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#7 FREE RANGE MOUNTAIN CLIMBER

Angie Colman and band - L to R: Sarah Curran (guitar), Kieran Barnes (bass), Angie Colman (vocals and guitar), Jamie Turner (keys), Miles Gilbert (drums). Photo by Robin Bottrell.
Angie Colman and band - L to R: Sarah Curran (guitar), Kieran Barnes (bass), Angie Colman (vocals and guitar), Jamie Turner (keys), Miles Gilbert (drums). Photo by Robin Bottrell.

THE SHORT SHIZ

  • Early career stage musician from Boorloo/Perth.
  • Has a degree in politics – Her Grandma made her do it.
  • Credits SpongeBob SquarePants with inspiring her to begin writing songs at the age of four.
  • Makes country tinged pop and plays it hard every weekend with her band or solo.
  • Recorded her first EP when she was 18, hasn’t released it…yet.
  • Has two splendid tracks on Spotify – Read on to get the link, follow her so you’ll be first to know when she releases more.
  • Will she make the big time? YES/NO/WTF KNOWS.

THE LONG SHIZ

As hangovers go, it wasn’t the worst I’ve observed. The consequences of an evening of some mild debauchery and wise decision making afterwards made Angie Colman late to our meeting. Well, OK, she is a musician. But at least she turned up. At least she let me know she would be arriving a little past the hour. In my experience, those who can’t manage their intoxicants of choice and/or their time are destined to a life of some successes but overall failure. Not Colman. She has success written all over her.

“I’m going to play Glastonbury one day soon,” Colman told me when I asked where she thinks she’s headed with her career. There was nothing hedging about her statement, it was completely matter of fact. I had no reason not to believe her, but I did ask how she would get there.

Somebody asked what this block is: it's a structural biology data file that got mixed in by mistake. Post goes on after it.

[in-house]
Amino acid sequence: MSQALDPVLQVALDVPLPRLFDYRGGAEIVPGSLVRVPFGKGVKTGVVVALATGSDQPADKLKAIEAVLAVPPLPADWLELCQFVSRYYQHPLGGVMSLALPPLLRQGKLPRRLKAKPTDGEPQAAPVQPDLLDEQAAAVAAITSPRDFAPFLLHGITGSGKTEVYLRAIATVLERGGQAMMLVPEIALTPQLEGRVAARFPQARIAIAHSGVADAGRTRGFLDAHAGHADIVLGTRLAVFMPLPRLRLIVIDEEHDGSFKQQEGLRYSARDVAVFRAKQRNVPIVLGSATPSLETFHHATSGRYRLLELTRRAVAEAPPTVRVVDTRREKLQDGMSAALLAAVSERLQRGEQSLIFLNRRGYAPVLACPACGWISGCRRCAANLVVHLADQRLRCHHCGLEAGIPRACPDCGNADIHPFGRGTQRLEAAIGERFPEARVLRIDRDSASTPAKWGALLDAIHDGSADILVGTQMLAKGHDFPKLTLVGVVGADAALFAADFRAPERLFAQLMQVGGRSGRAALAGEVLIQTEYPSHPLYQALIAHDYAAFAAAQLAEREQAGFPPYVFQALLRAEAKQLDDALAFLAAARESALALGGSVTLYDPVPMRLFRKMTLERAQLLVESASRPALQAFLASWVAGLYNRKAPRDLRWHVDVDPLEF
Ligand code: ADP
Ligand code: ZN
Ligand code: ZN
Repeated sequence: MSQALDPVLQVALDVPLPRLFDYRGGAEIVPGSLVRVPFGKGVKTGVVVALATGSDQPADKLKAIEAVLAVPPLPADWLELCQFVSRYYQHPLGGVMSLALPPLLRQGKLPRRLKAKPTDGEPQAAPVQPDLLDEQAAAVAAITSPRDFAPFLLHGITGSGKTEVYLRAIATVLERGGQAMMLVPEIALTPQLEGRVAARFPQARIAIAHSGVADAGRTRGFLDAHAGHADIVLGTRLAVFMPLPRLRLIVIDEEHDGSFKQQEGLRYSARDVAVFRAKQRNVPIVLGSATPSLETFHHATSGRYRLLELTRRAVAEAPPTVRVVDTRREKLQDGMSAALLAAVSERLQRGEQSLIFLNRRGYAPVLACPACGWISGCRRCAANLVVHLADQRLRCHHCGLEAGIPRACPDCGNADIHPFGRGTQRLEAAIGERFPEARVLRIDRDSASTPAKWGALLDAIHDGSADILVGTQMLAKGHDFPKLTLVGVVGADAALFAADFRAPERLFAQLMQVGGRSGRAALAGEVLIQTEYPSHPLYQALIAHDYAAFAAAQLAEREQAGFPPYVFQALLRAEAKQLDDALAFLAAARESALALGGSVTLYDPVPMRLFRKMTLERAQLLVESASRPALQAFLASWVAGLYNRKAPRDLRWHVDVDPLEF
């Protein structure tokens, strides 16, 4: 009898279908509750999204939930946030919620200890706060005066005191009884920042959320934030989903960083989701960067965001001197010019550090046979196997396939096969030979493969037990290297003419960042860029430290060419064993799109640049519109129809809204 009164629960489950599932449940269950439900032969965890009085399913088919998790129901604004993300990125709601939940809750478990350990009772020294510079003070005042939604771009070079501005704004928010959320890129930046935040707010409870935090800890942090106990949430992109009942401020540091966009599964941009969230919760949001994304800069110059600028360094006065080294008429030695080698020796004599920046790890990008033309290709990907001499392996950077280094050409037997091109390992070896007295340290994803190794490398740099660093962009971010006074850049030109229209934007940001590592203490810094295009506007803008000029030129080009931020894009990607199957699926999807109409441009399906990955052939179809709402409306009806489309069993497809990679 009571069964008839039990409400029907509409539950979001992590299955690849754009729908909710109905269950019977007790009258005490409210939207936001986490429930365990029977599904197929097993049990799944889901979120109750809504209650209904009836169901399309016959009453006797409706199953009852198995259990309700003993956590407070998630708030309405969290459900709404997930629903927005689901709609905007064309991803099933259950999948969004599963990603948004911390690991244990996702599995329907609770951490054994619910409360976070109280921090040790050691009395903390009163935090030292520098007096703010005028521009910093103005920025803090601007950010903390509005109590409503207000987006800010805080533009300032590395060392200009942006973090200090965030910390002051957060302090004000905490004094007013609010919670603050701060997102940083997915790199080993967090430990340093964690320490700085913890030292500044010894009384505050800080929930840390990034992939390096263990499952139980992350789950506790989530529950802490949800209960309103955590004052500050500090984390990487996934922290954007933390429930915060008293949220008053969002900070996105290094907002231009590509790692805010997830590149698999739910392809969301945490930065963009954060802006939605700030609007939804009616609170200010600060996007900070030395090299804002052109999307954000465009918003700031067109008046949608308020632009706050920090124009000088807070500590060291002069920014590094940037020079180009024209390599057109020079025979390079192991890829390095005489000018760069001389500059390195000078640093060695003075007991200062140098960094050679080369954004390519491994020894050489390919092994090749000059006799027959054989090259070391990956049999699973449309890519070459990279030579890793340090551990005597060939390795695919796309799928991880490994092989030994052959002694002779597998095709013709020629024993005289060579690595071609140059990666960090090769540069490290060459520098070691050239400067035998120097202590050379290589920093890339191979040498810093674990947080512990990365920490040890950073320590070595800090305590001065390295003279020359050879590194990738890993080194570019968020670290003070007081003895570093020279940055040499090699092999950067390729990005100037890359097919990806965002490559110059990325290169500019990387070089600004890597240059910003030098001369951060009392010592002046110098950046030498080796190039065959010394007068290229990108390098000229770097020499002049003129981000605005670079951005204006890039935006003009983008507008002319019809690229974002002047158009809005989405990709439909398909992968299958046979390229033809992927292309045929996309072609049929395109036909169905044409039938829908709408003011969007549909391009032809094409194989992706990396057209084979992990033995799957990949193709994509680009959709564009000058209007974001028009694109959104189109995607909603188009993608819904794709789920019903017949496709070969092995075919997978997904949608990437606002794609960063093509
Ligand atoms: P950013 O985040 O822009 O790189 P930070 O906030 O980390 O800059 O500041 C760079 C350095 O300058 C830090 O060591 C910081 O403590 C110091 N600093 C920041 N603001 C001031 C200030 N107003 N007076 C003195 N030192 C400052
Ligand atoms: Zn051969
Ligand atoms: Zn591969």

At one stage during our conversation we talked about her mullet. Dirty blonde and in the highest of fashion, I suggested to Colman that her locks reminded me of those of Paul and Linda, whose faces looked at me all morning from her t-shirt.

“When I was a girl, all cuteness and blonde hair, people didn’t take me that seriously,” Colman said after shrugging off my comparison with the McCartneys. “That was partly because I was young and giggly, and, yes, partly because I was female. People don’t write me off so easily anymore.”

There’s a reason for that. Just as there’s a reason that Colman is one of the fastest rising stars among the ranks of the Perth music scene. She’s very good at what she does and, though some industry powerbrokers might still want to write her off as young, blonde and, worst of all, female, she’s no pushover. This is a woman who knows where she’s going and, on the back of only two releases to date, is filling just about every venue Perth has to offer its independent, original artists.

My first sighting of Colman was at Fremantle’s Aardvark, a venue about to close its doors and pass into legend. Until we talked about that night, I’d forgotten who Colman and her trusty Godin were opening for, but I hadn’t forgotten her. She owned the stage like few can and invited the early comers into her songs and, in their minds, into her life. But the thing I found most intriguing about her stage presence was her reserve. When Colman is up there she’s not one of us, and that’s exactly what we need from our bards and rock stars. They must lead separate lives, otherwise the illusion doesn’t work. Somehow, Colman knew this. It may have been instinct, but I’d go so far as to say that it was also careful planning. Angie Colman is no accidental tourist.